Marketing plans always start with the best of intentions. Team-wide strategy sessions are held. Tactics are documented. Budgets are finalized. And then life happens. Your partner decides the website needs to be updated or sees a Facebook ad for another practice and wants to try that now. You know the drill. How do you keep your strategic marketing from spiraling out of control, and staying, well, strategic? We have 4 fixes for disjointed marketing plans to keep you on track and propelling towards your goals.
1. Do your research.
When given the opportunity to pursue new marketing initiatives, it’s important to make a choice based on research and reality. One way to do that is through market research. Survey your best patients to uncover which marketing tactics they pay attention to most. That way, when your partner approaches you wanting to run a Snapchat filter, you can pull actual data that shows your target audience is more likely to pay attention to Facebook.
2. Create a strong brand message and image.
Do you know how you are different from competitors? Do you know why your customers chose your services over others? Find out what makes your practice shine by asking them! Use the information gleaned from your surveys to help shape brand messaging. Then, use that brand messaging as inspiration for imagery. Gather photos, shapes and colors that represent the message and combine the two to create a strong brand identity.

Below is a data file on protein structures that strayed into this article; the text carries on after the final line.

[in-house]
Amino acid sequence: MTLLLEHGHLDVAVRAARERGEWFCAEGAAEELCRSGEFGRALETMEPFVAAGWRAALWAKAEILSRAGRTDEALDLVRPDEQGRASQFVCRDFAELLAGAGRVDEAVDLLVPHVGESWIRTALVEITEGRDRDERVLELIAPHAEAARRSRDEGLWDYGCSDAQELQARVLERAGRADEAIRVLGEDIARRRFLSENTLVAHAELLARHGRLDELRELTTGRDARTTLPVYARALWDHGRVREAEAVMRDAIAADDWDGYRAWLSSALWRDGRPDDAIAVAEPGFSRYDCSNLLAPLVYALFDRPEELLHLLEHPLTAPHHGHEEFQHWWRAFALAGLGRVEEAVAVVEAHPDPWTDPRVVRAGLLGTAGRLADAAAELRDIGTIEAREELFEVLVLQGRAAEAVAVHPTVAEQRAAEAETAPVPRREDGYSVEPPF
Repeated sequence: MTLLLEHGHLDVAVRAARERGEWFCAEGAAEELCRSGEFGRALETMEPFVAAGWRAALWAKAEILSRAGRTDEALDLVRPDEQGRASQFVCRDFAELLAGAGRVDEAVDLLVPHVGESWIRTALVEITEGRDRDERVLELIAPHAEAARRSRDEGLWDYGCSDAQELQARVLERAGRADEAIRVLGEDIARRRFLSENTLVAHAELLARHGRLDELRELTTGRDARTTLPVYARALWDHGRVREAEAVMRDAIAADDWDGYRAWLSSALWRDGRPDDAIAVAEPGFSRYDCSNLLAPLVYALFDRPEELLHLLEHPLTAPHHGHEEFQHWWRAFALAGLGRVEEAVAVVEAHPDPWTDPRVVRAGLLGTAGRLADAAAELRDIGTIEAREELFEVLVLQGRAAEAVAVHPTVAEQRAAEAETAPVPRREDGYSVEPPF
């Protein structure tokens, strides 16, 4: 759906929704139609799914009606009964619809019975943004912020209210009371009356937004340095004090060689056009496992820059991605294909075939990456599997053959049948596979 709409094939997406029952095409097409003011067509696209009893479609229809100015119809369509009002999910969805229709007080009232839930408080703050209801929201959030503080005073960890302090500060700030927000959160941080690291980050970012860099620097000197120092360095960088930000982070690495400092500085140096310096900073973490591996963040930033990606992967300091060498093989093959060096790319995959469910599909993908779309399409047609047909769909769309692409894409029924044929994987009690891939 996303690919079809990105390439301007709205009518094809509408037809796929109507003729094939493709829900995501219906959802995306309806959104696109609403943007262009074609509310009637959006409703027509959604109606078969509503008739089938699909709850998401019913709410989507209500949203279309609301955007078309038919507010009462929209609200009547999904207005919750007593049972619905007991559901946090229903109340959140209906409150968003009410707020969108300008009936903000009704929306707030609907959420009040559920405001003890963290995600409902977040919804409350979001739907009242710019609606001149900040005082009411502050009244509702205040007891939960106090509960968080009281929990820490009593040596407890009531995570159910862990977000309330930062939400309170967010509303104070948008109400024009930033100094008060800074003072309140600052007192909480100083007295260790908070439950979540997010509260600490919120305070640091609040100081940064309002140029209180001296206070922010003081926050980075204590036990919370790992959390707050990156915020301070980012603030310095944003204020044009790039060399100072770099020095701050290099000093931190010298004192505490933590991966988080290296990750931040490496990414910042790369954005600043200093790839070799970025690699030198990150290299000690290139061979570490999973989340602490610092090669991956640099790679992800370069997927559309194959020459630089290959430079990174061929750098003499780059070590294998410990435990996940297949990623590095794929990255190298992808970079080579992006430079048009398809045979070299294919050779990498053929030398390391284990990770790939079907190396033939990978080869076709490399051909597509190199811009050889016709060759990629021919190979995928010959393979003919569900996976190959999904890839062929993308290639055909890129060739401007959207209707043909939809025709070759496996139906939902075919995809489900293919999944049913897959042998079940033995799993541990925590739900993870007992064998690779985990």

3. Sing from the same song sheet.
Once you have a strong brand message and image, make sure everyone who works on your marketing is adhering to it. A huge part of implementing impactful marketing campaigns is to have one consistent message. You don’t want to confuse people with what you offer or blend in with your competition. Stand apart by having everyone follow the same brand guidelines.
4. Keep the big picture in mind.
Regularly come back to the big goal of your marketing plan to ensure your day-to-day activities are aligned with what you set out to accomplish. If you get distracted producing video marketing, writing blogs and running Facebook ads, but your goal was to gain more brand awareness, you may need to step back. Distractions are a major source of disjointed marketing plans.
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